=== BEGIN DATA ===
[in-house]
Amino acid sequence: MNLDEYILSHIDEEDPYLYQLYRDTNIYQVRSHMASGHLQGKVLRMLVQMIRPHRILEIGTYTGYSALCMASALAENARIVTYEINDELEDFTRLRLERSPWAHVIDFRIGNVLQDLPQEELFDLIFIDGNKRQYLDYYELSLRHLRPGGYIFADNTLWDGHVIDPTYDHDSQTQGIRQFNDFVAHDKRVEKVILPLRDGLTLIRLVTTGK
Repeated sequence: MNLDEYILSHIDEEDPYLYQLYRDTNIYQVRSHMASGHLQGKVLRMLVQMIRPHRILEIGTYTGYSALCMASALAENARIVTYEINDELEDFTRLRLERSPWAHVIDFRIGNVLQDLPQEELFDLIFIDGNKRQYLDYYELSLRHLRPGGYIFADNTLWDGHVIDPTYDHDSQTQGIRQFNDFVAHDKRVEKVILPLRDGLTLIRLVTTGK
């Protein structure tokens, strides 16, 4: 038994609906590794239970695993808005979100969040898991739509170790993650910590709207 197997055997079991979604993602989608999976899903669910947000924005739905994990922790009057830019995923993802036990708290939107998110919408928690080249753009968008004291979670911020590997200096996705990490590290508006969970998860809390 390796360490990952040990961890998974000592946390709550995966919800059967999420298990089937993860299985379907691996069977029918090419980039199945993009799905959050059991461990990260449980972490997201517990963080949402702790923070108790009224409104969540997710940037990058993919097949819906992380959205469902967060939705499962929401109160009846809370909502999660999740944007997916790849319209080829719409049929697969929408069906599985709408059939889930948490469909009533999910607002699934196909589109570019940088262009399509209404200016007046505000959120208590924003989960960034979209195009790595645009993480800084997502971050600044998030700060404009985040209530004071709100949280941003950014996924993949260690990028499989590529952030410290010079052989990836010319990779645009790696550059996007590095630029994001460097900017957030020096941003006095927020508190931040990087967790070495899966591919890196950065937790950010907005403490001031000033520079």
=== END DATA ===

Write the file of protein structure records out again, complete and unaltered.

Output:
[in-house]
Amino acid sequence: MNLDEYILSHIDEEDPYLYQLYRDTNIYQVRSHMASGHLQGKVLRMLVQMIRPHRILEIGTYTGYSALCMASALAENARIVTYEINDELEDFTRLRLERSPWAHVIDFRIGNVLQDLPQEELFDLIFIDGNKRQYLDYYELSLRHLRPGGYIFADNTLWDGHVIDPTYDHDSQTQGIRQFNDFVAHDKRVEKVILPLRDGLTLIRLVTTGK
Repeated sequence: MNLDEYILSHIDEEDPYLYQLYRDTNIYQVRSHMASGHLQGKVLRMLVQMIRPHRILEIGTYTGYSALCMASALAENARIVTYEINDELEDFTRLRLERSPWAHVIDFRIGNVLQDLPQEELFDLIFIDGNKRQYLDYYELSLRHLRPGGYIFADNTLWDGHVIDPTYDHDSQTQGIRQFNDFVAHDKRVEKVILPLRDGLTLIRLVTTGK
């Protein structure tokens, strides 16, 4: 038994609906590794239970695993808005979100969040898991739509170790993650910590709207 197997055997079991979604993602989608999976899903669910947000924005739905994990922790009057830019995923993802036990708290939107998110919408928690080249753009968008004291979670911020590997200096996705990490590290508006969970998860809390 390796360490990952040990961890998974000592946390709550995966919800059967999420298990089937993860299985379907691996069977029918090419980039199945993009799905959050059991461990990260449980972490997201517990963080949402702790923070108790009224409104969540997710940037990058993919097949819906992380959205469902967060939705499962929401109160009846809370909502999660999740944007997916790849319209080829719409049929697969929408069906599985709408059939889930948490469909009533999910607002699934196909589109570019940088262009399509209404200016007046505000959120208590924003989960960034979209195009790595645009993480800084997502971050600044998030700060404009985040209530004071709100949280941003950014996924993949260690990028499989590529952030410290010079052989990836010319990779645009790696550059996007590095630029994001460097900017957030020096941003006095927020508190931040990087967790070495899966591919890196950065937790950010907005403490001031000033520079």